It would be great if we could collectively adhere to a more natural principle of living with instead of living against nature. Unfortunately, self survival tends to be the strongest instinct of many species, including our own. Unless we humans recognize that individual survival also demands long term goals that benefit the whole (as opposed to short term goals, such as making money to benefit the individual) we will hasten both our own, individual demise and the demise of everyone and everything else around us.

    • Thanks for the feedback, Mac. I very much like your idea of living with rather than against nature. This does indeed demand long term goals (and assessments of our past mistakes to avoid them in the future). Time to understand, as well, that (as you indicate) our survival is dependent on that of others.

  90. Thanks for your comment, Lizzy. Can you say a bit more about regulatory agencies “enforcing non-compliance”? I appreciate your thoughtfulness and would like very much to see some concrete examples.
    Thoughtful point concerning the change you feel we need.

  91. In the example of plastic surgery that is given in the article, we can cut and reshape so much until we have completely transformed the image until you don’t recognize it any longer and the original image is erased and cannot be restored. I think this is the same as the planet we live on. The damage done is irreplaceable and this planet cannot take much more cutting or pasting without phasing out all existence.

    • All too true, Tiny. Time we recognized that fact– not to mention, honored the beauty and wonder of the natural world as it was given to us.

    • Well said, Tina. We not only cut and reshape our planet, but we use and abuse all of its natural resources without a second thought. What is it about our society that drives this constant need to overdue everything. As you stated, we do this to ourselves and our planet, but enough is never enough. We just keep changing and abusing with no end in sight. I guess the end will be when Earth can no longer support life.

  92. Even when people think they have outwitted nature with clever applications meant to temporarily stabilize a hillside prior to development, some things are beyond their control, regardless of the preparation. This is the essence of nature. Often, when development like this is approved both temporary and permanent stabilization of the hillside needs to occur. The temporary measures are geared towards being proactive in water quality protection, erosion control, and sediment control while being environmentally minded at the same time.

    Some of the temporary erosion control techniques are not all harmless, and contain polymers such as acrylimide in the hydro seed mixtures for example. This is a man made / developed chemical process and one application may not withstand anything more than one rain event. In this instance, if it rains before the seeds root, the mixture has the potential of impacting everything down hill along with the sand and soil it was not able to restrain. Sediment along with soil and sands cause water quality issues, impact the oxygen levels and ph balance, and potentially harming fish populations and other aquatic species. This can then impact the animals and humans that rely on the watershed, creeks and tributaries that are below this hillside development.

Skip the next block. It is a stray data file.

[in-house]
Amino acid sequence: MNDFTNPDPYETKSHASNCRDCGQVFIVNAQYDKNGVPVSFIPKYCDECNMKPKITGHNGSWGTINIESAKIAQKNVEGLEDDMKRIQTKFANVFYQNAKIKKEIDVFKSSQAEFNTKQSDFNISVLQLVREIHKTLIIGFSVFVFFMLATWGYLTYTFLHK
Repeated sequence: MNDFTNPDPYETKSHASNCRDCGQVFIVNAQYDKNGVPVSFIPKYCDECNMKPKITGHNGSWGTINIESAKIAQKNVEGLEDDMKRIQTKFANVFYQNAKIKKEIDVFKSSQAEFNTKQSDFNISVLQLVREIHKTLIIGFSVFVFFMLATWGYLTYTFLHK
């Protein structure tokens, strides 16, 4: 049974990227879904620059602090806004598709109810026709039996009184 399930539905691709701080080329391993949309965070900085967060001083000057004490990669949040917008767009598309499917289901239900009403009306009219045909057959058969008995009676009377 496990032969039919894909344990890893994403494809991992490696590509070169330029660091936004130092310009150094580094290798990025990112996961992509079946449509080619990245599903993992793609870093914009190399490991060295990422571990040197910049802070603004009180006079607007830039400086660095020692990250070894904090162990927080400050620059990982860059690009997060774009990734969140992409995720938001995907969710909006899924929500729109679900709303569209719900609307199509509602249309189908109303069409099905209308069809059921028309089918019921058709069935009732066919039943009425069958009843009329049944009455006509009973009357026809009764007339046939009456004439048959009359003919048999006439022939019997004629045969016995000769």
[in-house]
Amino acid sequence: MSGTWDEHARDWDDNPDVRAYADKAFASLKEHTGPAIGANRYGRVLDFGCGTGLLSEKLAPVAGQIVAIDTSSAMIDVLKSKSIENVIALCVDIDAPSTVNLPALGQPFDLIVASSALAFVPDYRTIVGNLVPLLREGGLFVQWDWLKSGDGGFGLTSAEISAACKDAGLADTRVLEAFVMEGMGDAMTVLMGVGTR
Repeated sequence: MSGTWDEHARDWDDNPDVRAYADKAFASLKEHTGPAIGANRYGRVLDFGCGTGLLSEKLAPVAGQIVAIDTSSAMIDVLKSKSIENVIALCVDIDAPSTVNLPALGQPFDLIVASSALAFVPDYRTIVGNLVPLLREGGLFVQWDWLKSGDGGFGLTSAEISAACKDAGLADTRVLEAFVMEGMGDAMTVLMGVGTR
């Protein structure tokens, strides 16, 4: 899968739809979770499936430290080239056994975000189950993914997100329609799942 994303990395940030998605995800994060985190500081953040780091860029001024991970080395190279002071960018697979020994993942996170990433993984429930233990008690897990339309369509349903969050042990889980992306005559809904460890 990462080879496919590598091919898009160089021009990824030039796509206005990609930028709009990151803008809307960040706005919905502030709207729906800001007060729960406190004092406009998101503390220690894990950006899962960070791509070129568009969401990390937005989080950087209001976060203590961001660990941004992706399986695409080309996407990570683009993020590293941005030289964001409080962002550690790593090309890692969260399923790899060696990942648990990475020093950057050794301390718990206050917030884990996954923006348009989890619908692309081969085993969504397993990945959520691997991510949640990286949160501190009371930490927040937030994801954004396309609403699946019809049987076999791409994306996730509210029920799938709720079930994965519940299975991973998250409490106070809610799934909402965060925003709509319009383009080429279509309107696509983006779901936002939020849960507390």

With positive intentions and a construction crew that is proactive, there is still an opportunity to impact animals, people and the local environment in a negative manner. Erosion of sand, soil hydro seed and sediment could have long term effects on local streams, tributaries and receiving waters as well as the resident and pelagic fish populations that come up river to spawn. Other aquatic species are also impacted and so ones ability to rely on the land is impacted. And the land becomes sick, as it is no longer balanced, and those who once relied on it are now relying on trucked in or flown in farm raised fish and crops and live somewhere else because of the erosion and sedimentation in the local streams and creeks.
    Likewise, the view of what is an acceptable female physic has changed dramatically over the years and since the 1950’s alone, has changed immensely. We are all led to feel as if there is something wrong with us when we don’t fit that mold with predefined measurements and specifications. And people will change their body to make them feel better and it works in some ways, because they actually felt bad about themselves in the first place.

    These are the same things, taking a natural form and introducing something manufactured, out of place, different and not complimentary is very much the same in both instances because once you do it, you cannot change it back. You can attempt to restore, but that will not result in the original state. And both impact people beyond the doer.

    • Thanks for adding some details about the engineering techniques in slope stabilization for the sake of development, Lizzy. This is obviously something about which you have some personal knowledge. I am thinking of all the slides that occur on the downslope of clear cut logging as well: the roads between the Willamette Valley and the coast have been closed numerous times by mudslides with this cause–and houses have been wiped out by these as well.